We maintain the property ourselves, and work in the interior of the church in dire weather, setting our sights on attending to the cemetery once a week. We made a not-for-profit out of it. While I am junior, and there is no certainty how matters will proceed, in the seven years or so, lucky seven, that we’ve handled the cemetery, it has been a luxury of time and experience for me and an opportunity to enjoy the company of my father in his golden years.
We have had outside help from brothers of my father, my uncles. On a few brief occasions we have talked about growth, but I don’t know if I can turn this venture into something in which I can continue in the long-term. This post is intended to be expository writing, but working for a not-for-profit, when financial gains are generally hard-won, can lead to burnout, and to a minor degree that is what I am experiencing.
You see, I contribute several hours a week of work to the cemetery, and as my dad has spoken reassuringly of the flexibility to set our own hours, I have lately started to reduce my workload to a four-day week rather than a five-day.
I can’t help, for example, but want to relax on Saturday. I think the decision to work less on Fridays is somewhat deleterious in that if you want to get ahead, you should probably be hustling with the same energy on a Friday that you do on a Monday.
I couldn’t help, in the past several weeks, to admit that the stress of putting nonprofit work at the center of my life, was making me feel a touch sick, by which I mean I was experiencing burnout. I am sure this is common.
Whether this transition, to four days of focus on the cemetery rather than on each and every business day, will contribute to a soul-searching decision by my dad to relieve me of my work, I don’t know. I think what will determine my chances of staying on are the quality of work I can produce in the time I devote to the not-for-profit.
How this has me feeling, perhaps, “sick,” is that I do care about working and I do feel some prestige enjoying the privilege of doing work that is shaped by our own efforts. This is in contrast to working for a firm that is structured in predictable ways, with employee equity and positions and demands which could easily contribute to a high-stress load.
I am taking this risk because I believe I can do better work if I make strategies to cope with the burnout before there are related consequences. I am counting on my own experience and abilities to do the same quality of work in a four-day structure than I would be getting done by committing the entirety of the work week to headway and progress.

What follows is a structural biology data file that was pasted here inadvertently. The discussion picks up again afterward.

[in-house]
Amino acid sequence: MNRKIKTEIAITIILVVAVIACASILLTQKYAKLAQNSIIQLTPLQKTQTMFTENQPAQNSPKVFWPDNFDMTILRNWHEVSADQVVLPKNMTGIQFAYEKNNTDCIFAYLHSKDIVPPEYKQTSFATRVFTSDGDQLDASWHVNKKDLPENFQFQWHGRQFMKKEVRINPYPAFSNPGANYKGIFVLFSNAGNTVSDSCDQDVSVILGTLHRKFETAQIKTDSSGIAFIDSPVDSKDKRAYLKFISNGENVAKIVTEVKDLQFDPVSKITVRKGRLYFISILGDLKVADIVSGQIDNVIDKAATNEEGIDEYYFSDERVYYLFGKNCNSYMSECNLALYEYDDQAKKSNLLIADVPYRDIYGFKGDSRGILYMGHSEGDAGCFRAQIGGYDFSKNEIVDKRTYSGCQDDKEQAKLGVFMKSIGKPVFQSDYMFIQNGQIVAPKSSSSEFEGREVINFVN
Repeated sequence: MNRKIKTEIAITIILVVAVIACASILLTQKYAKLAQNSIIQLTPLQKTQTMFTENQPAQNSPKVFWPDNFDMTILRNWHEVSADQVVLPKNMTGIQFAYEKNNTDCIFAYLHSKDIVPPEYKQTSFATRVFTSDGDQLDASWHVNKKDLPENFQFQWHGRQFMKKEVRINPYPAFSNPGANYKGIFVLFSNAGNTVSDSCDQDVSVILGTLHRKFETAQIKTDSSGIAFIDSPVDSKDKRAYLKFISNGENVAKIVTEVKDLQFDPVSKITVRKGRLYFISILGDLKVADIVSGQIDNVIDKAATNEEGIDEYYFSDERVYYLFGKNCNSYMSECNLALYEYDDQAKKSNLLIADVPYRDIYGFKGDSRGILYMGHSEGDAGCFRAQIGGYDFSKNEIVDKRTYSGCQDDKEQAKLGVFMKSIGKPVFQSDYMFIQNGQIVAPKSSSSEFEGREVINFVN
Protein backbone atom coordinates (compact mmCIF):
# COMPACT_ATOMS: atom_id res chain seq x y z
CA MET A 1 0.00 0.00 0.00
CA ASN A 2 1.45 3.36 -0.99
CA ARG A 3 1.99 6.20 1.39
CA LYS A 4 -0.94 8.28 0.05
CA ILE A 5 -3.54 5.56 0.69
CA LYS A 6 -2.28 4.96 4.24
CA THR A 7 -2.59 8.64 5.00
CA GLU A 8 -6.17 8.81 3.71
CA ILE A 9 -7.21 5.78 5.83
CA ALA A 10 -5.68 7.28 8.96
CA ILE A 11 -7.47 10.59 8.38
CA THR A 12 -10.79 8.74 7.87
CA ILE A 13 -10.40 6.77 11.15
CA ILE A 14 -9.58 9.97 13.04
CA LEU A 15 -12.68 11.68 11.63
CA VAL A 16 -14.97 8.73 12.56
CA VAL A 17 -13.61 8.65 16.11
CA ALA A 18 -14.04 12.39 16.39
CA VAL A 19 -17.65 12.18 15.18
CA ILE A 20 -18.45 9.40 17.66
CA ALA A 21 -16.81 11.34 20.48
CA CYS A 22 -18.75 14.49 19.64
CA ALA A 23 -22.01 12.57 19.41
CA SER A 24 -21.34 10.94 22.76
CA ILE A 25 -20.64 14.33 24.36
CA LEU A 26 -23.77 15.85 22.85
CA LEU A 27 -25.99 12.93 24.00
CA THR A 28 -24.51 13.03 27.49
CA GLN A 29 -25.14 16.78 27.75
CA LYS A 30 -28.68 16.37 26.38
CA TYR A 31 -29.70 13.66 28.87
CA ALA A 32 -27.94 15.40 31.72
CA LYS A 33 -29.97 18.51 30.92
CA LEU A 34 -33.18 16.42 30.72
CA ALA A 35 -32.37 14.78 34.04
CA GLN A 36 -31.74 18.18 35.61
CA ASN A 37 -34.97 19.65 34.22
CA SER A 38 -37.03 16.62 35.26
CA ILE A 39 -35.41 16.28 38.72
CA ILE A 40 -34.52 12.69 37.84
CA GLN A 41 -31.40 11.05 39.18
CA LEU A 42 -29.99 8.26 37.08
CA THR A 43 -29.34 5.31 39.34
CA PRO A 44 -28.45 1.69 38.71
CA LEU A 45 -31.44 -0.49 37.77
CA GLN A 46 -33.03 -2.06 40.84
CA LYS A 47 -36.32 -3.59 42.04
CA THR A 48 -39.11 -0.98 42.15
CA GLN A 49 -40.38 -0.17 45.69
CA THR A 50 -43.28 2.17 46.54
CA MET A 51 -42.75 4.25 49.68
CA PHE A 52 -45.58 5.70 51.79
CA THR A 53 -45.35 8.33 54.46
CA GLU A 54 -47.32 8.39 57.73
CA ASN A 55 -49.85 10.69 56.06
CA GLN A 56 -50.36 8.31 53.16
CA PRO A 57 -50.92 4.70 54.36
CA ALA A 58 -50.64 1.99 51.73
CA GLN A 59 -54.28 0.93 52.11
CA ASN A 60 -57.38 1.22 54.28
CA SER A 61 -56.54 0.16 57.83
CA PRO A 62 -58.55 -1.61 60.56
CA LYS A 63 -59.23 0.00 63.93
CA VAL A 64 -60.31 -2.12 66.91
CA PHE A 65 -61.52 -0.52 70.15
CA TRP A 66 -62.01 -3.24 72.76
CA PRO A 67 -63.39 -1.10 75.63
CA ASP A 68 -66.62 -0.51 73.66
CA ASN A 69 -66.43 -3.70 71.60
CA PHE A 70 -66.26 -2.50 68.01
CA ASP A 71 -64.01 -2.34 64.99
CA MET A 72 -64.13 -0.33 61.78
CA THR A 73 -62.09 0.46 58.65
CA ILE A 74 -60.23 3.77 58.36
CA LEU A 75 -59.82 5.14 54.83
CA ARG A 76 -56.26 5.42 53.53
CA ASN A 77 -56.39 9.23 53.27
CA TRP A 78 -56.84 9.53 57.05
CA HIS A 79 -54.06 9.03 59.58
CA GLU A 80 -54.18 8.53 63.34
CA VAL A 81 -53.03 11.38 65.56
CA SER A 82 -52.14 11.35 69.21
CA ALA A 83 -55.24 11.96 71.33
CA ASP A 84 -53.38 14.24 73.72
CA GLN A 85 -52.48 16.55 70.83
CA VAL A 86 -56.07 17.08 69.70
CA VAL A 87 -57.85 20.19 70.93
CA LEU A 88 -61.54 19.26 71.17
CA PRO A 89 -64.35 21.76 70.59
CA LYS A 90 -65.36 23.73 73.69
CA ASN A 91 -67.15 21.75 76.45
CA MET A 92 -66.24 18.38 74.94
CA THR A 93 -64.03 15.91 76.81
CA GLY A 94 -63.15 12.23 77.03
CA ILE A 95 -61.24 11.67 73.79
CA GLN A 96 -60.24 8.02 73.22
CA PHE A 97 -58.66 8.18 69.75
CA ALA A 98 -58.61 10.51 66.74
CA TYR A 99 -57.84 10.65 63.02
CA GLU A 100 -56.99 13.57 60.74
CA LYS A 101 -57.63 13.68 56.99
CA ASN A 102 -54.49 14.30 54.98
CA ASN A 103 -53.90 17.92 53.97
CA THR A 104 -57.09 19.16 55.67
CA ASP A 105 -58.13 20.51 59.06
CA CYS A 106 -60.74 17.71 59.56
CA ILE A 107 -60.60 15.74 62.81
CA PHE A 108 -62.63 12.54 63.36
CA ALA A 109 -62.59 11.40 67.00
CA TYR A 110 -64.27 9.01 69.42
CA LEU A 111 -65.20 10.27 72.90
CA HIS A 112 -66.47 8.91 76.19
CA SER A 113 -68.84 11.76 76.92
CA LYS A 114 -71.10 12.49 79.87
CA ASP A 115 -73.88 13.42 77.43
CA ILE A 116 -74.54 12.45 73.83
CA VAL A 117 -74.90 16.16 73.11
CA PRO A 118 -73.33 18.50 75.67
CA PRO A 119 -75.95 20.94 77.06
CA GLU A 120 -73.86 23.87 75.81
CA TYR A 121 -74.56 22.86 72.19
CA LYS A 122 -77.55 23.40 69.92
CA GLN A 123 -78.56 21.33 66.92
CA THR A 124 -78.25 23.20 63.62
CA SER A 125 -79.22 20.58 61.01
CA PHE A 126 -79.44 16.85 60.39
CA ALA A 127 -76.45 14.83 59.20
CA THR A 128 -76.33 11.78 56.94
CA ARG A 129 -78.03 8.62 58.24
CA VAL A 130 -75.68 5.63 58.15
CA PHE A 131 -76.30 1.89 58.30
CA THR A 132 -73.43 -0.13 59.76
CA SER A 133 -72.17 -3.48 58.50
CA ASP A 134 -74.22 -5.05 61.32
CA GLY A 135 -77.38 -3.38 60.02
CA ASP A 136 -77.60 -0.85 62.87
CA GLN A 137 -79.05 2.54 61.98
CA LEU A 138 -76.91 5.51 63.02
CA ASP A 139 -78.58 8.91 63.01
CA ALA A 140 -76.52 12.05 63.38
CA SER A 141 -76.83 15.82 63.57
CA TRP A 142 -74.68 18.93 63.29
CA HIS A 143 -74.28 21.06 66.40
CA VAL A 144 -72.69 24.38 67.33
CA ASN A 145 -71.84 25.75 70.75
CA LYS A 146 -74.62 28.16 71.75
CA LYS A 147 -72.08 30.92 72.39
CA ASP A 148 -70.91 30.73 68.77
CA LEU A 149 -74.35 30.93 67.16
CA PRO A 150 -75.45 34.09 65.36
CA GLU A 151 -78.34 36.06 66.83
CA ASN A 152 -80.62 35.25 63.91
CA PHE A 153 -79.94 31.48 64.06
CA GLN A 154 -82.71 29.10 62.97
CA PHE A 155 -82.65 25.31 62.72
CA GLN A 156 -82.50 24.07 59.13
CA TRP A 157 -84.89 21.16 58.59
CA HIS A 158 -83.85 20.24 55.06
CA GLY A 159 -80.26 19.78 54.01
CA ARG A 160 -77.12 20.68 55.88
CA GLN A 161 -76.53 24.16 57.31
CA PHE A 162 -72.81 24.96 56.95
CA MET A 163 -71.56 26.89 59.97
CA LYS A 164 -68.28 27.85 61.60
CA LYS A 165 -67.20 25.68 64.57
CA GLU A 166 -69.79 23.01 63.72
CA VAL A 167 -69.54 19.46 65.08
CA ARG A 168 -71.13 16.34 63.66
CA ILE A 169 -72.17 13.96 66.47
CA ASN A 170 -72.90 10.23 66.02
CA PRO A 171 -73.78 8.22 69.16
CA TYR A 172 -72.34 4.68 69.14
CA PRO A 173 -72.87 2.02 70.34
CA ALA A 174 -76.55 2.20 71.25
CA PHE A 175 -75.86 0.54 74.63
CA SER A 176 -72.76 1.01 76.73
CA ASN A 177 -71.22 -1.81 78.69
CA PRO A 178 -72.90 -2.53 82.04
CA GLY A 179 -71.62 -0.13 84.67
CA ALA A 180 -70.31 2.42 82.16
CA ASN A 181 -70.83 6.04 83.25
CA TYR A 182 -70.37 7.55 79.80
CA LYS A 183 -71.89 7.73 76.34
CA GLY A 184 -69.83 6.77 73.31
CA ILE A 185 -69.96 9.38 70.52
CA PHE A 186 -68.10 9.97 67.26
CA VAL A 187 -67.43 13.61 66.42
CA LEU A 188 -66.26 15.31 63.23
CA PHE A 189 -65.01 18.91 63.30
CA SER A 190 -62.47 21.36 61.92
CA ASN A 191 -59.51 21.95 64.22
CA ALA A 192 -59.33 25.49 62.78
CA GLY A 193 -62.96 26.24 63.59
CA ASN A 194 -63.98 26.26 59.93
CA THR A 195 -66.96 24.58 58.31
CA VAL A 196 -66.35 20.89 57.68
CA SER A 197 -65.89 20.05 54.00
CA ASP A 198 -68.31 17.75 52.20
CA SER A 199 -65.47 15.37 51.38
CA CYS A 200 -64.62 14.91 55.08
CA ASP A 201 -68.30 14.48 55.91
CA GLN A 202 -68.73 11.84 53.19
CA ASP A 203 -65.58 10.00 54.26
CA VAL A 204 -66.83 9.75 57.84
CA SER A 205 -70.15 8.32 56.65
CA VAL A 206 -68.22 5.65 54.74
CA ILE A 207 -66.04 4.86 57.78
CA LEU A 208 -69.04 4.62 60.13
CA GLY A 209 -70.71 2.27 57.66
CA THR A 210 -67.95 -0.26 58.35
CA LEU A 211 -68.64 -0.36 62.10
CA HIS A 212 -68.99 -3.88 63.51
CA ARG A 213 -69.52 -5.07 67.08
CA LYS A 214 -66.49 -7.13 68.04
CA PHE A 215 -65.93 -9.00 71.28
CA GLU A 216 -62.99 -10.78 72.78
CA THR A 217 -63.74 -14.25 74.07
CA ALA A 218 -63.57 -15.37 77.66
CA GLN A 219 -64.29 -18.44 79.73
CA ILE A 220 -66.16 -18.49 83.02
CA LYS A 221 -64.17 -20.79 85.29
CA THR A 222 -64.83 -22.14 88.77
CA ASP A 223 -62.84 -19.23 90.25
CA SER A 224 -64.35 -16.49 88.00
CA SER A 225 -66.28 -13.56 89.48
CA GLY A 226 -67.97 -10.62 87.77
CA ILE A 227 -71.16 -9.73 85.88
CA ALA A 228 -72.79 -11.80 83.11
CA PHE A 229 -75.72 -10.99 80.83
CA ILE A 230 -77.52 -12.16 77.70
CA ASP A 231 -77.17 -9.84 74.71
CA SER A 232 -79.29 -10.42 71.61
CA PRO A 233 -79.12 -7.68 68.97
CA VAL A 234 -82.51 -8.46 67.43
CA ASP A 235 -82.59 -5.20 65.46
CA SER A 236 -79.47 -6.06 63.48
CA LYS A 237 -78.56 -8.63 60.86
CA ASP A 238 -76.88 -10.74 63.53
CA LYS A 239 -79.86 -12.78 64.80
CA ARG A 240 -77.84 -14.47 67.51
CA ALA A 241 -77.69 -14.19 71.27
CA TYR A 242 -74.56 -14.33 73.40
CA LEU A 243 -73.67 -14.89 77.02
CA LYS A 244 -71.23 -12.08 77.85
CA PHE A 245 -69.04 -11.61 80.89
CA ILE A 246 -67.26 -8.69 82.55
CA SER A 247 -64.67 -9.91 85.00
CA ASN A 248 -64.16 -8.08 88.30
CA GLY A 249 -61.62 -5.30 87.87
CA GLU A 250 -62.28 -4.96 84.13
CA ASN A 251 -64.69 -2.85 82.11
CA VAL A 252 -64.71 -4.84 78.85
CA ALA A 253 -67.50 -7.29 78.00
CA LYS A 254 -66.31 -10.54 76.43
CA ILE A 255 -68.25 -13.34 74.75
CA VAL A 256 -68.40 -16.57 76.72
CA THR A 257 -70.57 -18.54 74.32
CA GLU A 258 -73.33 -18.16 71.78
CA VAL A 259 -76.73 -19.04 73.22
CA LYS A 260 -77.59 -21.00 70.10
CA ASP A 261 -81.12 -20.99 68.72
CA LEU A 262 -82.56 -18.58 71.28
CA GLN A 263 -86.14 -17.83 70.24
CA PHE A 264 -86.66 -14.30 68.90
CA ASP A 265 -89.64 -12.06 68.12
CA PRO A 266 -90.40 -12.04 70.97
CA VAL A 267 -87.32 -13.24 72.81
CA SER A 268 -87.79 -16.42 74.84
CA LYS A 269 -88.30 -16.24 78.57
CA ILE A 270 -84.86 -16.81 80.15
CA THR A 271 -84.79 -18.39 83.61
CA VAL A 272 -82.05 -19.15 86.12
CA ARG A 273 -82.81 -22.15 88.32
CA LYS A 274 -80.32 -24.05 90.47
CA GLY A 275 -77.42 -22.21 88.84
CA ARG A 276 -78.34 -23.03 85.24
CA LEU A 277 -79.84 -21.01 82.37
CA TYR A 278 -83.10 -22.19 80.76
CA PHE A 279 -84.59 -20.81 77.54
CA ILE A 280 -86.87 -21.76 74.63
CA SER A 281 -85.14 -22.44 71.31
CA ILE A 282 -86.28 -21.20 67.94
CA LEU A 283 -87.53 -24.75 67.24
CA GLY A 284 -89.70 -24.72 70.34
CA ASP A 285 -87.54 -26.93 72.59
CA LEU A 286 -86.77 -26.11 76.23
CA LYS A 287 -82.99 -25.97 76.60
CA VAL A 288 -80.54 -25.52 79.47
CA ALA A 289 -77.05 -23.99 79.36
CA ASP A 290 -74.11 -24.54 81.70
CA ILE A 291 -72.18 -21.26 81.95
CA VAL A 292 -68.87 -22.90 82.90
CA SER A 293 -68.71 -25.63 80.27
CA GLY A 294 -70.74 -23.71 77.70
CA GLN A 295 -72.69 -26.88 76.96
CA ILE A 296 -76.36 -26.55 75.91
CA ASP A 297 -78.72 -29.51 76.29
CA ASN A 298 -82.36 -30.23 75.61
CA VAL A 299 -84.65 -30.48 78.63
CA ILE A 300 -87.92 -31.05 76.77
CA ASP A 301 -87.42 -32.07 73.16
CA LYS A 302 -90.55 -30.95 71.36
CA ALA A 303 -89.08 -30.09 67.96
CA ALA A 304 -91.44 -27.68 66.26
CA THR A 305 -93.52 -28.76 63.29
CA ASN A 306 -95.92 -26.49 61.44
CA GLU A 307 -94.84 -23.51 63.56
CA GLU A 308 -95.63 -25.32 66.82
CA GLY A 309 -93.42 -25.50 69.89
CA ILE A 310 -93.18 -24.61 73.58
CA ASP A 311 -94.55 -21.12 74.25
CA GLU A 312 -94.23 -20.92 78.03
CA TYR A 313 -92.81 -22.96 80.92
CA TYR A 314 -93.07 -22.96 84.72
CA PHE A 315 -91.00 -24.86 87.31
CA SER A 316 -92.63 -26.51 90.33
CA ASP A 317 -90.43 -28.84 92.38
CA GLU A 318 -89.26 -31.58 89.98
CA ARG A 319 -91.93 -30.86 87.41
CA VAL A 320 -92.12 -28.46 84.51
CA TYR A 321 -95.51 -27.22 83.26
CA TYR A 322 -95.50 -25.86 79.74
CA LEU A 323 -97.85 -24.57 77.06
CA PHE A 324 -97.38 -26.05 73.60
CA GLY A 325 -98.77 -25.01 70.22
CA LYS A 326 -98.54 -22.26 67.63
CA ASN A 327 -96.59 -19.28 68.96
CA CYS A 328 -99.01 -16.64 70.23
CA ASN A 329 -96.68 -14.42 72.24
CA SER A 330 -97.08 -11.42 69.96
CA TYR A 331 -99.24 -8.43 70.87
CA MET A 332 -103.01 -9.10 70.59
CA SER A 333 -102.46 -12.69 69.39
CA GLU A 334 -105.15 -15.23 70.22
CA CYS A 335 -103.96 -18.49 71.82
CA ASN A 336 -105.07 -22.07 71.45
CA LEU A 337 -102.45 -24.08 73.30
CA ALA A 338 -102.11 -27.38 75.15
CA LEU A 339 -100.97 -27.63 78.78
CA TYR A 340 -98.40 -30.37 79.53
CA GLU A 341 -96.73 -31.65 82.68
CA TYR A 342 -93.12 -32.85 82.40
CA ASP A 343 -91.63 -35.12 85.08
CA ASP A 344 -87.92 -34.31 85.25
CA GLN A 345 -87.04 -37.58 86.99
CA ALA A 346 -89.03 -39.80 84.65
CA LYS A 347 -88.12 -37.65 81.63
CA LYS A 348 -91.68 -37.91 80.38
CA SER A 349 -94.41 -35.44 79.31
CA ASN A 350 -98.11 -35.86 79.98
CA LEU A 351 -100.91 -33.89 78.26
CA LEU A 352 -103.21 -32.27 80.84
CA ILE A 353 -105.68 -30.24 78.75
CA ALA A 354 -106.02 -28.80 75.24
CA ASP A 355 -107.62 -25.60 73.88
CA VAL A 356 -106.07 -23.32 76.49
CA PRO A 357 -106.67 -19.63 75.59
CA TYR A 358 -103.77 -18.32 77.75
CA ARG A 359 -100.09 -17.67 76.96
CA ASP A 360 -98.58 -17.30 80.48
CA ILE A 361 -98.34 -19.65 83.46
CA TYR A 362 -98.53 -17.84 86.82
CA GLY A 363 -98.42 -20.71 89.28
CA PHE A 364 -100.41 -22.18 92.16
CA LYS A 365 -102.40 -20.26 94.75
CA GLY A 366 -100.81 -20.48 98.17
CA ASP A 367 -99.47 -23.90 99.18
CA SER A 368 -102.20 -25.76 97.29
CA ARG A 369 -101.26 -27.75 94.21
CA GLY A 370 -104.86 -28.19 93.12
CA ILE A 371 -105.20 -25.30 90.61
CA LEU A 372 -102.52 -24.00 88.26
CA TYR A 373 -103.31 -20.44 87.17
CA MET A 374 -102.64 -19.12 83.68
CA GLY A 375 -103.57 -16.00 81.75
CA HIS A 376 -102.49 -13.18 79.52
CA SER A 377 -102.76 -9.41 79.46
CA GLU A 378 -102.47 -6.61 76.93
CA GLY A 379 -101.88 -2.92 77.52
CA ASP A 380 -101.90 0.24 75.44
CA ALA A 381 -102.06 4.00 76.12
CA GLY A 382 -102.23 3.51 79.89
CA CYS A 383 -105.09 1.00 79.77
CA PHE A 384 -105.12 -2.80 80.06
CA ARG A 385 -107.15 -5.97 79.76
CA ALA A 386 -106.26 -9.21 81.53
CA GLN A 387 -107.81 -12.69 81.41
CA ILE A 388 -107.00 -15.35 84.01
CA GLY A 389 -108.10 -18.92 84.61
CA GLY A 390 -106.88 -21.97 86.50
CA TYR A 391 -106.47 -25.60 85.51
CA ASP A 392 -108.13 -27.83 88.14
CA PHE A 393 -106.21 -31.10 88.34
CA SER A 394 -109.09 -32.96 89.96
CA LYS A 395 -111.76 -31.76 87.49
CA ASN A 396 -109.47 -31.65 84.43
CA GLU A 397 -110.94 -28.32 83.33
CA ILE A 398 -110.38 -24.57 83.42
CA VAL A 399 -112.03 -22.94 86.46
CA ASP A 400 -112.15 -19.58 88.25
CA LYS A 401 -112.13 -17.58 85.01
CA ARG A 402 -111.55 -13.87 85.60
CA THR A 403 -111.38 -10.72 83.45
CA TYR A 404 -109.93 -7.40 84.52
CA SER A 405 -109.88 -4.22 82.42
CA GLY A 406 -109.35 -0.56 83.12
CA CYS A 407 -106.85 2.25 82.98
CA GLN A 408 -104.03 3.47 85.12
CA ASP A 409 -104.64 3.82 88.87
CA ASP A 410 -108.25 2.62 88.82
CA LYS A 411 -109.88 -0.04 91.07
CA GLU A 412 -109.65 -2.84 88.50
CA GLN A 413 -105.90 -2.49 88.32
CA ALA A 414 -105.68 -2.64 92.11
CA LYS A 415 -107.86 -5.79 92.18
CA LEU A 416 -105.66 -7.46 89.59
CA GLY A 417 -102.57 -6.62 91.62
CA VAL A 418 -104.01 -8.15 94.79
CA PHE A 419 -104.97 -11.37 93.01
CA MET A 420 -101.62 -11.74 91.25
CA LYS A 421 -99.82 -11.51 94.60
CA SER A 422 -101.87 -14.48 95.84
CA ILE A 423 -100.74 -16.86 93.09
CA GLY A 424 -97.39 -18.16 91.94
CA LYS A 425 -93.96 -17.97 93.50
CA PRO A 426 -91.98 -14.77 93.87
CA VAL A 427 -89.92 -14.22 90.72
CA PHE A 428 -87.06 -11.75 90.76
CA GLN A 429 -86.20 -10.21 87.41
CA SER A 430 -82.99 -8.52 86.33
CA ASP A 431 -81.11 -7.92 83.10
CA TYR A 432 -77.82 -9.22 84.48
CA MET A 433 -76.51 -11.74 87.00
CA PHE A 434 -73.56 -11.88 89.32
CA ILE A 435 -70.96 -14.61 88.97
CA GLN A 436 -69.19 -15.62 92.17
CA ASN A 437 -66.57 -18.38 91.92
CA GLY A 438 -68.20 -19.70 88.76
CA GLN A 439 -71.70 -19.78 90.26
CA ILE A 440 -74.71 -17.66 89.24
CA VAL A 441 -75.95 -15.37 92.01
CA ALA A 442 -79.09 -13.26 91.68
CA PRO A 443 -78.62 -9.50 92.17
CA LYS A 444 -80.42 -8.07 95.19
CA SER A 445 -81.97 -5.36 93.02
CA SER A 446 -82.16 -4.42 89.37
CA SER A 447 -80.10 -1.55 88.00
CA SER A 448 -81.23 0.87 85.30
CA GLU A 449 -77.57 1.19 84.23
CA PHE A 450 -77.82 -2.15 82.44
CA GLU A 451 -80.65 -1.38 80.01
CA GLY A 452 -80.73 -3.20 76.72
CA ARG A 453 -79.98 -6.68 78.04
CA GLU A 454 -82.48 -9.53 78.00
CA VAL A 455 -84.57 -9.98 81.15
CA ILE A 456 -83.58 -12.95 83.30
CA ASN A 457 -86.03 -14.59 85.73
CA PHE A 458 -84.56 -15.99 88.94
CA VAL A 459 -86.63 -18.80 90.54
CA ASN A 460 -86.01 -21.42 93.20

I am sick to think of losing what I have worked for, and I am sick to think of bringing shame onto my father if the quality of my work does suffer because I am having trouble being afield of all that we do. I feel like I should write something about feeling troubled by what I have to do to manage my role as operator, and maybe even think on how I could express an appropriate apology for how I am feeling.
Writing is the act of discovery. – Natalie Goldberg
If my father does finally decide, which I know he won’t do lightly, that I should be dismissed, it will be a sad day and for that, I will pay a price, of having the failure on my shoulders. If that scenario comes to pass I will take time to mend. It may be a self-centered attitude, but the best that can be done in the face of failure is to learn from what happened.
Everyone has experienced failure, and usually many, many times, sometimes with adverse consequences.
If you have never failed, you have stayed well inside your comfort zone. Life needs to change and grow.
If my role in the not-for-profit does end in failure, I will at least have work experience. I think I can draw on the time spent at this to draw conclusions that will inform my life in the future. The situation that I think could result, however, is not going to be completely ideal.